3-Step Guide to Unlocking Benefits of Android Push Notifications

Previously, we showed you how to start unlocking benefits of iOS push notifications with our 4-step how-to guide. Now, we will continue with Android push notifications using Firebase Cloud Messaging. Push notifications can have huge benefits for mobile app user engagement. An average of 62% of users will re-open the app the following month when a push message encourages them to do so, according to Loyalitics.

And push notifications for Android Apps can be even more impactful than those for iOS! A recent study from Leanplum found that Android is four times more powerful than iOS at engaging users via push notifications. To add push notification capability to your Android app, you’ll use Firebase Cloud Messaging.

1. How Firebase Cloud Messaging (FCM) Delivers Notifications

Firebase Cloud Messaging (FCM) is a messaging solution that lets you reliably deliver notifications to Android apps. Using FCM, you can send notification messages to drive user reengagement and retention, or to notify a client app that data is available to sync.

An FCM implementation is an integration of three parts:

  1. A back-end application (app) server, such as an internal company system
  2. A mobile app that receives notifications (on an Android device)
  3. The FCM service itself that delivers the messages

Firebase Cloud Messaging FCM

The app server is likely to be some existing back-end system internal to the company. This server may already be serving internet traffic, however there are a couple more things to keep in mind. The app server will need to communicate with both the FCM service and the app directly. The app server is required to store information securely so as not to expose any tokens or keys that are involved in the integration.

Android Studio makes setting up FCM for you Android App easy! In this article, we will get your FCM account setup as well as get the development environment for your Android App prepared in 3 easy, fail-safe steps.

2. FCM Console Setup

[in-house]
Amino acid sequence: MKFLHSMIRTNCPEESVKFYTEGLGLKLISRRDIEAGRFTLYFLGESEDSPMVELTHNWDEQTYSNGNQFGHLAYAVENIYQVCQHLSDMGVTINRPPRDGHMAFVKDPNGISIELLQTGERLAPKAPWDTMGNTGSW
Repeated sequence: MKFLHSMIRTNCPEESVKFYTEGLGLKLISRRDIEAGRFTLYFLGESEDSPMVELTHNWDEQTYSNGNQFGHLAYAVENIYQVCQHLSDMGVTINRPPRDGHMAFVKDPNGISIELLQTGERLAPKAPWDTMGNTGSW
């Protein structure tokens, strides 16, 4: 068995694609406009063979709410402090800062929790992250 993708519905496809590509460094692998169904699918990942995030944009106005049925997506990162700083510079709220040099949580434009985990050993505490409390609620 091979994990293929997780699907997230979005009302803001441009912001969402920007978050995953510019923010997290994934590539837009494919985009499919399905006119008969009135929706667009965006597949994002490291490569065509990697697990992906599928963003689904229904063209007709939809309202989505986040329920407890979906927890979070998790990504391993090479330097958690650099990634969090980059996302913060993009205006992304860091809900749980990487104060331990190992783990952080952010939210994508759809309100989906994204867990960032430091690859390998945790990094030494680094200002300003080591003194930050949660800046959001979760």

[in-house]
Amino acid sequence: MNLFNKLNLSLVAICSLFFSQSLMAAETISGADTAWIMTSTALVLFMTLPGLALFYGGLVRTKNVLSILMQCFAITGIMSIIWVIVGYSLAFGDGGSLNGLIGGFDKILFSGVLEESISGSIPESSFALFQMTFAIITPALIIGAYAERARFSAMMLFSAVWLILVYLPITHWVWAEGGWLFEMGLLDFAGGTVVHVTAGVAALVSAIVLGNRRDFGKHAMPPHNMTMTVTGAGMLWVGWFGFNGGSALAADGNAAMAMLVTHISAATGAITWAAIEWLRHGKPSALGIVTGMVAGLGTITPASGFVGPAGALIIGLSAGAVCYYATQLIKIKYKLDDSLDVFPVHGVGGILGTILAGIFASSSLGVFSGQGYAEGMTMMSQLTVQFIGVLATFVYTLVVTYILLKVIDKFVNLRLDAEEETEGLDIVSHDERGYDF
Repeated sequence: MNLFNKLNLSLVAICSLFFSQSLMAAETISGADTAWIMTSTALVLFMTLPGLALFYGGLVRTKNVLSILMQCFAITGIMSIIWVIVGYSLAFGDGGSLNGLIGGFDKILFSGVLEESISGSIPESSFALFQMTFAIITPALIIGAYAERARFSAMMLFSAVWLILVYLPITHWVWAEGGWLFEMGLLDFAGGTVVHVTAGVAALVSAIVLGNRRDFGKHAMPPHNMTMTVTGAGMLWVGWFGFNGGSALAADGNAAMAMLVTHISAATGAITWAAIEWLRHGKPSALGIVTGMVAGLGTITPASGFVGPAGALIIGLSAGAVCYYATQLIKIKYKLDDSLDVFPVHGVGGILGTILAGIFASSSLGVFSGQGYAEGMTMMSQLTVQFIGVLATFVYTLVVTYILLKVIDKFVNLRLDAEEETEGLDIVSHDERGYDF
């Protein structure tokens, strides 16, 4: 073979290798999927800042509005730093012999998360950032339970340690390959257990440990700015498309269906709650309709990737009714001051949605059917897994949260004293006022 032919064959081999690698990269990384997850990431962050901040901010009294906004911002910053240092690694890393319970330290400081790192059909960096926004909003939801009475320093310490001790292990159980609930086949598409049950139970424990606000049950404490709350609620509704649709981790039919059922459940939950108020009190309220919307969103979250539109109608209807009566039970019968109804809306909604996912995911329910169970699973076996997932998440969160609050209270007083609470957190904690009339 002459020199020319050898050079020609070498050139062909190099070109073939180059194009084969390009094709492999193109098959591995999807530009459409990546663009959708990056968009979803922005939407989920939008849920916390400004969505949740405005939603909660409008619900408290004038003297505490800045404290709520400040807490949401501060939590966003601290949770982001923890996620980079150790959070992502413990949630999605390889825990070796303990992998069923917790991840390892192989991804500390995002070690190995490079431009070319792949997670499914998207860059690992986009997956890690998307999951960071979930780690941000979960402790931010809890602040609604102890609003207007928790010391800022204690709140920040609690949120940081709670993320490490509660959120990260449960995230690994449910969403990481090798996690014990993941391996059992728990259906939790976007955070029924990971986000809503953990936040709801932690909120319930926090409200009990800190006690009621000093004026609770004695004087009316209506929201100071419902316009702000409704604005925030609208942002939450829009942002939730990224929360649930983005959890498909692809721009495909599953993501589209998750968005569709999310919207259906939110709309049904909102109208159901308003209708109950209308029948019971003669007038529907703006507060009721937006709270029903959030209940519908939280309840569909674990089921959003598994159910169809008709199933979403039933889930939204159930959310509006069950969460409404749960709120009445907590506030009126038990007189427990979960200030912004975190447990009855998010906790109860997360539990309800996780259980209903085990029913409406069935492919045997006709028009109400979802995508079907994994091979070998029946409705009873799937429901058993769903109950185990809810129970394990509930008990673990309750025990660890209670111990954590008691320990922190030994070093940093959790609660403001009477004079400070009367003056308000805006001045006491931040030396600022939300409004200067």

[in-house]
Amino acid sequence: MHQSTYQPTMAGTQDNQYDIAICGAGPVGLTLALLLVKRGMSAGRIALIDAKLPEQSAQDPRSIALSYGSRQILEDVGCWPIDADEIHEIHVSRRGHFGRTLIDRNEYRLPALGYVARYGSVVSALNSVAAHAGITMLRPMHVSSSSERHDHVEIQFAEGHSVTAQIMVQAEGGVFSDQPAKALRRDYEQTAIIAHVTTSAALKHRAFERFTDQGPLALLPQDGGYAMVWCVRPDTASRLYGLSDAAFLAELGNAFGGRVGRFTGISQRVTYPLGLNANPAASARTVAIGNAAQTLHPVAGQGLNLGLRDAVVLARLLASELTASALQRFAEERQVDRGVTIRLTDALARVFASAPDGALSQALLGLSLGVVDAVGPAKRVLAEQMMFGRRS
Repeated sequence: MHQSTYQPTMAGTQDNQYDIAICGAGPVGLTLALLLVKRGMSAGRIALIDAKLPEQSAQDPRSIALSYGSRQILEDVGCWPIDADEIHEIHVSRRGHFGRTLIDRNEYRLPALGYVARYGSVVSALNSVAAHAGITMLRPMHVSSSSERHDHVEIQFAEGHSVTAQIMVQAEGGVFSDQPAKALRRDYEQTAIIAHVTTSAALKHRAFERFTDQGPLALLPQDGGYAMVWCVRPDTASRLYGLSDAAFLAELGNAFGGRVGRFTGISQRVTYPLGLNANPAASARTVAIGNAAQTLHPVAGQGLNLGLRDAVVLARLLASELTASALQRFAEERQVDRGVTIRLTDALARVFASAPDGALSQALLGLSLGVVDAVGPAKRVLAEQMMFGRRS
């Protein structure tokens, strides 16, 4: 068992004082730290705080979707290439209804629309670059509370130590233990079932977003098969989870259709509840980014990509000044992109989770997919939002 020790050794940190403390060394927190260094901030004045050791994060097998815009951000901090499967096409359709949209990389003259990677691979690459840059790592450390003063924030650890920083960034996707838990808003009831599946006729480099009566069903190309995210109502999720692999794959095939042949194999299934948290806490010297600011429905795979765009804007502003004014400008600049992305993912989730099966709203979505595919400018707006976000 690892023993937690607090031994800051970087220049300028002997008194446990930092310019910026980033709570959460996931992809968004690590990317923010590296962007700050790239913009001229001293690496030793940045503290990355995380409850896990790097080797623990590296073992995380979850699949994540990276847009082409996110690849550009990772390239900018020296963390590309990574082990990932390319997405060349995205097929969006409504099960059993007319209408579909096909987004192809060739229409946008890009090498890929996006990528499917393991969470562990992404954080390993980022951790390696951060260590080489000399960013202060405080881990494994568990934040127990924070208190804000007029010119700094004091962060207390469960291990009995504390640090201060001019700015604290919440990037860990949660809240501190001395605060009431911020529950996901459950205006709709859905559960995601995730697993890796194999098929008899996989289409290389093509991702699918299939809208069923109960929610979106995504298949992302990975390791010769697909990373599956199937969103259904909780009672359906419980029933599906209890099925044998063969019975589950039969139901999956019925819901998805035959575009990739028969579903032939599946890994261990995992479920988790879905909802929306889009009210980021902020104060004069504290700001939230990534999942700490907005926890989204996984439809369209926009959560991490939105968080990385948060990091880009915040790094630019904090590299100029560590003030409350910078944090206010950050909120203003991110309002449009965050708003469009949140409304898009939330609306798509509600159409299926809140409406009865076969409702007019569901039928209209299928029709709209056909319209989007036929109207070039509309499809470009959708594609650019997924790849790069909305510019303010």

Signing in to the Google Firebase Cloud Messaging Console (the FCM Console) is the starting point. A Google Account is required to sign in, so you will need to sign in to your existing Google account (or create a new one.) FCM is free to start using.

After signing in, there are some background setup steps that will occur (that you won’t be able to see, other than the logo with a progress bar). After a moment, you will arrive at the start page, which will look mostly empty for now.

Firebase Console

You’ve now finished the FCM Console Setup!

3. Development Environment Setup

In the attached guide, we are going to be using the latest Android Studio release (at the time of publishing this is Android Studio 2.3 Beta 4). This is available from the Android Studio Beta Channel.

If you already have Android Studio installed, you may be able to use your existing version, however the instructions may be slightly different.

Android Studio 2.3 Welcome

With Android, you’ll be able to use the emulator (a part of Android Studio) to receive those notifications. To note, this is different than with iOS, which requires a physical device to receive push notifications.

Integrate Android Studio with Google Firebase Cloud Messaging

You’re now ready to download the attached guide to integrate an Android Studio project with Firebase Cloud Messaging!

You’re now ready to download our guide to integrate an Android Studio project with Firebase Cloud Messaging!


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